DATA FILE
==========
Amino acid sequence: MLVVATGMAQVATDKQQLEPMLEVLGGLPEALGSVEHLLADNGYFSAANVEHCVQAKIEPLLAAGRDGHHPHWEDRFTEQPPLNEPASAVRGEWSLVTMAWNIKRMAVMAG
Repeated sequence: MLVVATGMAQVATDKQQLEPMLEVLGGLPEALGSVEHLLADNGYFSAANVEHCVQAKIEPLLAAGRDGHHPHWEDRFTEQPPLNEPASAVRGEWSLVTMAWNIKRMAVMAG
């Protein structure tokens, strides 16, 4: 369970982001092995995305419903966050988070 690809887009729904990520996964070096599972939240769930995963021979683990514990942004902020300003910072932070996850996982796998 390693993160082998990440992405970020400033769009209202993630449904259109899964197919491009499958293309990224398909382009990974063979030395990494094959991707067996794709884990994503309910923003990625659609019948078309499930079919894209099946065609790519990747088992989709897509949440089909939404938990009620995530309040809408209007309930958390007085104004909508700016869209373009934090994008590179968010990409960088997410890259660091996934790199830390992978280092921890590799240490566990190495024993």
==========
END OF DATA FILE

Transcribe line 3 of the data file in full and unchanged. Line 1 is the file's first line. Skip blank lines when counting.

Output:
């Protein structure tokens, strides 16, 4: 369970982001092995995305419903966050988070 690809887009729904990520996964070096599972939240769930995963021979683990514990942004902020300003910072932070996850996982796998 390693993160082998990440992405970020400033769009209202993630449904259109899964197919491009499958293309990224398909382009990974063979030395990494094959991707067996794709884990994503309910923003990625659609019948078309499930079919894209099946065609790519990747088992989709897509949440089909939404938990009620995530309040809408209007309930958390007085104004909508700016869209373009934090994008590179968010990409960088997410890259660091996934790199830390992978280092921890590799240490566990190495024993």